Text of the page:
Researchers have found that adding Lactobacillus to the diets of mice with lupus-induced kidney inflammation – also known as lupus nephritis – led to improvements in kidney function and increased their survival, but only in female mice.
Lactobacillus are a type of “good” bacteria that reside in the digestive, urinary, and genital systems. These bacteria are also present in yogurt, kefir, and other fermented foods, as well as dietary supplements.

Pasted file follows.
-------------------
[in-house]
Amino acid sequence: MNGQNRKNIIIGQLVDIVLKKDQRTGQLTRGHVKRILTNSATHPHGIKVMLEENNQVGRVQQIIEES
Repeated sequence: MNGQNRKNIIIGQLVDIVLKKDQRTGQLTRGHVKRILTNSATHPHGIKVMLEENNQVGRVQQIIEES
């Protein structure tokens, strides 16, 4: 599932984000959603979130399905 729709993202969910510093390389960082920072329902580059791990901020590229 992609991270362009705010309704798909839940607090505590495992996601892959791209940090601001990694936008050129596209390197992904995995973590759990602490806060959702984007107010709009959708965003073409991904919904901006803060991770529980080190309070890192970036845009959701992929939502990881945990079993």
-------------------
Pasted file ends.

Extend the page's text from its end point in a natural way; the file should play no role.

While further studies are needed to confirm the possible benefits of Lactobacillus, the researchers believe that their findings indicate that women with lupus and kidney inflammation may benefit from taking probiotics.
Study co-author Xin Luo, from the Department of Biomedical Sciences and Pathobiology at Virginia-Maryland College of Veterinary Medicine at Virginia Tech, and colleagues recently reported their results in the journal Microbiome.